Proficient in Englishn/a
Migrantn/a
Non-migrantn/a
Academically giftedn/a

Science

All Studentsn/a
Femalen/a
Malen/a
Blackn/a
Asiann/a
Hispanicn/a
Multiracialn/a
American Indiann/a
Native Hawaiian/Pacific Islandern/a
Whiten/a
Economically disadvantagedn/a
Not economically disadvantagedn/a
Students with disabilitiesn/a
Non-disabled studentsn/a
Limited English proficiencyn/a
Proficient in Englishn/a
Migrantn/a
Non-migrantn/a
Academically giftedn/a
Scale: % at or above proficient

About the tests


In 2012-2013 North Carolina used End-of-Grade (EOG) tests to assess students in grades 3 through 8 in reading and math, and grades 5 and 8 in science. The EOG is a standards-based test, which means it measures how well students are mastering specific skills defined for each grade by the state of North Carolina. Students must pass the grade 8 EOG test in order to graduate from high school. The goal is for all students to score at or above the proficient level on the tests.

The different student groups are identified by the North Carolina Department of Public Instruction. If there are fewer than 10 students in a particular group in a school, data for that group is not reported.

Source: North Carolina Department of Public Instruction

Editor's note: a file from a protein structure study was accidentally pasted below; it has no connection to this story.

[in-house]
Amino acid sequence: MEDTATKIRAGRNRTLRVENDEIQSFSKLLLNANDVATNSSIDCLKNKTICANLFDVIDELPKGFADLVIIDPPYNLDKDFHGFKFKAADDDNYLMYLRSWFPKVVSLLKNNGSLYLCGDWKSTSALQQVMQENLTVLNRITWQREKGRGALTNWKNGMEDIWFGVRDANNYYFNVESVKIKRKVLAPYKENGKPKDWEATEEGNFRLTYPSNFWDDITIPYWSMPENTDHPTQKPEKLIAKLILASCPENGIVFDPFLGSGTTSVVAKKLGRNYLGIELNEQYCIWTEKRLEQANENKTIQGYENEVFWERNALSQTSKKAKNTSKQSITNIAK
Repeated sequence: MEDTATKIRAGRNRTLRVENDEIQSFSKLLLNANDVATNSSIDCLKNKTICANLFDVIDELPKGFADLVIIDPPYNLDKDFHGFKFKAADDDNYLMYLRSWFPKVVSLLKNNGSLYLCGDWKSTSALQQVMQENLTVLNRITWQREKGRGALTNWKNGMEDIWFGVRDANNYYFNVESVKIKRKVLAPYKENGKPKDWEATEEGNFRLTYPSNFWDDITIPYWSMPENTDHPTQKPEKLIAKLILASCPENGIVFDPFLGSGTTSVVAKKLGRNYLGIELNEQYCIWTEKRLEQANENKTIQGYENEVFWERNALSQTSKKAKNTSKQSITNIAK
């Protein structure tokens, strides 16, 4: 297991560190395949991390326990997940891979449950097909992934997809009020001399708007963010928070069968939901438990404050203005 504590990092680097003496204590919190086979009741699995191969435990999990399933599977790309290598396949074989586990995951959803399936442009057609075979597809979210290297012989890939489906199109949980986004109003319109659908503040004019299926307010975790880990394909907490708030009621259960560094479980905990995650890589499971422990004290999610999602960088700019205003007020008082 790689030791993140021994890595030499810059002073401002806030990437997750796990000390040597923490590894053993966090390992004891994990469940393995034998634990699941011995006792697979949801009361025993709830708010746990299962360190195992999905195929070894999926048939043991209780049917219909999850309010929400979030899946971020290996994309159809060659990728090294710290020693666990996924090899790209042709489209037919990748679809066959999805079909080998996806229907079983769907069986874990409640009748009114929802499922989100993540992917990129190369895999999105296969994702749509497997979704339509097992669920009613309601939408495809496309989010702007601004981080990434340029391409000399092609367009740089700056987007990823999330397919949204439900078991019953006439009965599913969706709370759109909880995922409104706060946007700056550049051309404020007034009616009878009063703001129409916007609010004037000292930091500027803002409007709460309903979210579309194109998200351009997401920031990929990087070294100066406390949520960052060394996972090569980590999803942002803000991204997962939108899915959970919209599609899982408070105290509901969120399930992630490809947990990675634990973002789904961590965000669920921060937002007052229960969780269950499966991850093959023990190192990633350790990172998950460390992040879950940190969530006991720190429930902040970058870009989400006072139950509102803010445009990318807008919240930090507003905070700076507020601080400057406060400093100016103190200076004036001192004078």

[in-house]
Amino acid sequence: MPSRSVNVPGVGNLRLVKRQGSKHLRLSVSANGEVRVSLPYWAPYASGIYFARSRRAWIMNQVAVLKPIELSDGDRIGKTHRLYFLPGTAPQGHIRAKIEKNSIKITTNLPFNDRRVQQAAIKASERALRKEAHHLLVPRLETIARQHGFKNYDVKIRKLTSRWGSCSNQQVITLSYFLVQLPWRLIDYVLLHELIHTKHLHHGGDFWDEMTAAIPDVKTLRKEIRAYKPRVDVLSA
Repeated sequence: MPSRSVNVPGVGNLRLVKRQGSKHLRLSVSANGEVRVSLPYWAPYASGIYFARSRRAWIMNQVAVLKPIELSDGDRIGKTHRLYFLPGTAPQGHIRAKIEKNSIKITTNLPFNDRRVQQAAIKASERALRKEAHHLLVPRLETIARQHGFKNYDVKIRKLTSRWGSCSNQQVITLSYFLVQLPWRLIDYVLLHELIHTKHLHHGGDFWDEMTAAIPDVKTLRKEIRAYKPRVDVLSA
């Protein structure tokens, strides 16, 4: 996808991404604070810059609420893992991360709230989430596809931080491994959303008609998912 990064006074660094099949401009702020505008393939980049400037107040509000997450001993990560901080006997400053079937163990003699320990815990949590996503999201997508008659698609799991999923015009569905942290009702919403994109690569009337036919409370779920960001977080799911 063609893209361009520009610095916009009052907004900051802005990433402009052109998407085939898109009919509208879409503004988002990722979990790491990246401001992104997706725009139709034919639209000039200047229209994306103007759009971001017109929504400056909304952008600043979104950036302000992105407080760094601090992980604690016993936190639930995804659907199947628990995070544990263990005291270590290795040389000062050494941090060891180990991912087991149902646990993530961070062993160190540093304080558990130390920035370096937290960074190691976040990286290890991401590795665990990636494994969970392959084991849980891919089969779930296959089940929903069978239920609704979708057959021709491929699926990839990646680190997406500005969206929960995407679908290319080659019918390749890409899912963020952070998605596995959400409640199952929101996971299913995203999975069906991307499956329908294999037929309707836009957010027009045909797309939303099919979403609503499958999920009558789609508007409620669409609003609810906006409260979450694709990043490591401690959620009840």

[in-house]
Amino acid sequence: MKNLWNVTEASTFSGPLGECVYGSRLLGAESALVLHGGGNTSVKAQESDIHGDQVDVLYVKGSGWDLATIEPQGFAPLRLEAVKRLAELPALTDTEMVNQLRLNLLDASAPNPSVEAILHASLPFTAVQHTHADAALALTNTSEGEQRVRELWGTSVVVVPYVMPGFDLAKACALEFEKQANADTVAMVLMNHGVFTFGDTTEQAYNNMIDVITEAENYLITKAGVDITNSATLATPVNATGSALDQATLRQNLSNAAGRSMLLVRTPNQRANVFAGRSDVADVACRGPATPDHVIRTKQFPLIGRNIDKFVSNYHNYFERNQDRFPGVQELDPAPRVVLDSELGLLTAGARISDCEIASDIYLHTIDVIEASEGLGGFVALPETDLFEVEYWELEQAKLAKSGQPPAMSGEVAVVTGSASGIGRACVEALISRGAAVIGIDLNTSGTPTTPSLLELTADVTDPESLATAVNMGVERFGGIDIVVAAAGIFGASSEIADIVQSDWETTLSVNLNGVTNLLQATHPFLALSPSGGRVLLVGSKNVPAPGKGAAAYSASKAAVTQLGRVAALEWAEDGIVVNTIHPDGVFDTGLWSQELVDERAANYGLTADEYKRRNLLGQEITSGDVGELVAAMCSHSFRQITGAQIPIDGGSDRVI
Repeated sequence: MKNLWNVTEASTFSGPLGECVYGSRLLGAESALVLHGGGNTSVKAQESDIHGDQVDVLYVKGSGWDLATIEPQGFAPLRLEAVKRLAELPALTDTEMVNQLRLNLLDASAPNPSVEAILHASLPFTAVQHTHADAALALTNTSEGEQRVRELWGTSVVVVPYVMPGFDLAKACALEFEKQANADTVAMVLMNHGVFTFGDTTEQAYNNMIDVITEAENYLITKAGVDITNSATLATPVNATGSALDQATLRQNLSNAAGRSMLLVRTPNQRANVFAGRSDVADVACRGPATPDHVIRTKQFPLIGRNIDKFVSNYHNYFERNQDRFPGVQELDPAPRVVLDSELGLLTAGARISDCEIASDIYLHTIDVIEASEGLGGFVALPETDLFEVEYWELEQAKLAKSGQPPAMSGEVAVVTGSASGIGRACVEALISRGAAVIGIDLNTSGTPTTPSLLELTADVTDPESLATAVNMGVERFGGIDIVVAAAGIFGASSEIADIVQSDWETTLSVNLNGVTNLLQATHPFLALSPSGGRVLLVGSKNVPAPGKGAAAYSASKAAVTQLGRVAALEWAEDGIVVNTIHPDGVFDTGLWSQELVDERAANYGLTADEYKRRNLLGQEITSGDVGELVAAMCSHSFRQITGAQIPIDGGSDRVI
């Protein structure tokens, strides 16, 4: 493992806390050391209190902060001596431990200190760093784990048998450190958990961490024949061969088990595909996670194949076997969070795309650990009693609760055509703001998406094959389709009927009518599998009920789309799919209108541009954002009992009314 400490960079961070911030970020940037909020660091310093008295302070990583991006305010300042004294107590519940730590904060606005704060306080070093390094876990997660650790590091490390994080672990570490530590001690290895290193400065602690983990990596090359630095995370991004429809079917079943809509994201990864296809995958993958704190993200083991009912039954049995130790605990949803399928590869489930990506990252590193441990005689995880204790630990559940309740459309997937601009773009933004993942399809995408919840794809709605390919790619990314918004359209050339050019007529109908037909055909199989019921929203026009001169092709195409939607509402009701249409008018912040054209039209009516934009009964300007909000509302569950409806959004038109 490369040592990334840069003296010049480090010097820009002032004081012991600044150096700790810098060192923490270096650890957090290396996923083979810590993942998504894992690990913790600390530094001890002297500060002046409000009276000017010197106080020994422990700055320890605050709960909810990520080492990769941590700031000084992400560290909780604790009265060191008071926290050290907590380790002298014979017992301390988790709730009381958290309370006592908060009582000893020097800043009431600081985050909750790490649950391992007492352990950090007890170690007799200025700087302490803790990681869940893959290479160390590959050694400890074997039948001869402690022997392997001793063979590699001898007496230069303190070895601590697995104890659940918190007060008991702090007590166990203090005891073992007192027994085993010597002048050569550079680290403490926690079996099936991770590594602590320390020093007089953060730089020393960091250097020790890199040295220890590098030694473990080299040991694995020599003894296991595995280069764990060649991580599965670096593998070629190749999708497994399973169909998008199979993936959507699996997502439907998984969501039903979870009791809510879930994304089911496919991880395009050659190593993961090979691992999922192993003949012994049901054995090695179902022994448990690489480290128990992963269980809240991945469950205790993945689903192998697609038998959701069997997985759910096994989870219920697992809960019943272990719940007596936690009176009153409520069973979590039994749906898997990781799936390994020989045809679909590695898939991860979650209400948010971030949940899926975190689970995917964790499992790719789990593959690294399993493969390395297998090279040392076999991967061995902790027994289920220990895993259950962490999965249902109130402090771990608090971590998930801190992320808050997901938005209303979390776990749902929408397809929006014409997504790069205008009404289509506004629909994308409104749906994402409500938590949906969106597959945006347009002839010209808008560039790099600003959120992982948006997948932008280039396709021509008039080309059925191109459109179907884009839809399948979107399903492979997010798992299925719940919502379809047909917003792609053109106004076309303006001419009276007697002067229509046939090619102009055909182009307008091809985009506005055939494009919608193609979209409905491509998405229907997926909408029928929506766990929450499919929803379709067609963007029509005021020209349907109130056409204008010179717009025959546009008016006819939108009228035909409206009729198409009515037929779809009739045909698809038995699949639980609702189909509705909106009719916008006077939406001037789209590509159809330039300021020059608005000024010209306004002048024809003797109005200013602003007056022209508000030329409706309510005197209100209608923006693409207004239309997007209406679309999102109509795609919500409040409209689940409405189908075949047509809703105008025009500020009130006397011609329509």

Math

All Students20%
Femalen/a
Male17%
Black13%
Asiann/a
Hispanicn/a
Multiracialn/a
American Indiann/a
Native Hawaiian/Pacific Islandern/a
Whiten/a
Economically disadvantagedn/a
Not economically disadvantaged20%
Students with disabilitiesn/a
Non-disabled students25%
Limited English proficiencyn/a
Proficient in English20%
Migrantn/a
Non-migrant20%
Academically giftedn/a

Reading

All Students20%
Femalen/a
Male25%
Black19%
Asiann/a
Hispanicn/a
Multiracialn/a
American Indiann/a
Native Hawaiian/Pacific Islandern/a
Whiten/a
Economically disadvantagedn/a
Not economically disadvantaged20%
Students with disabilitiesn/a
Non-disabled students25%
Limited English proficiencyn/a
Proficient in English20%
Migrantn/a
Non-migrant20%
Academically giftedn/a
Scale: % at or above proficient

About the tests


In 2012-2013 North Carolina used End-of-Grade (EOG) tests to assess students in grades 3 through 8 in reading and math, and grades 5 and 8 in science. The EOG is a standards-based test, which means it measures how well students are mastering specific skills defined for each grade by the state of North Carolina. Students must pass the grade 8 EOG test in order to graduate from high school. The goal is for all students to score at or above the proficient level on the tests.

The different student groups are identified by the North Carolina Department of Public Instruction. If there are fewer than 10 students in a particular group in a school, data for that group is not reported.

Source: North Carolina Department of Public Instruction

Math

All Students17%
Female17%
Male18%
Black16%
Asiann/a
Hispanicn/a
Multiracialn/a
American Indiann/a
Native Hawaiian/Pacific Islandern/a
Whiten/a
Economically disadvantagedn/a
Not economically disadvantaged17%
Students with disabilitiesn/a
Non-disabled students19%
Limited English proficiencyn/a
Proficient in English18%
Migrantn/a
Non-migrant17%
Academically giftedn/a

Reading

All Students29%
Female39%
Male18%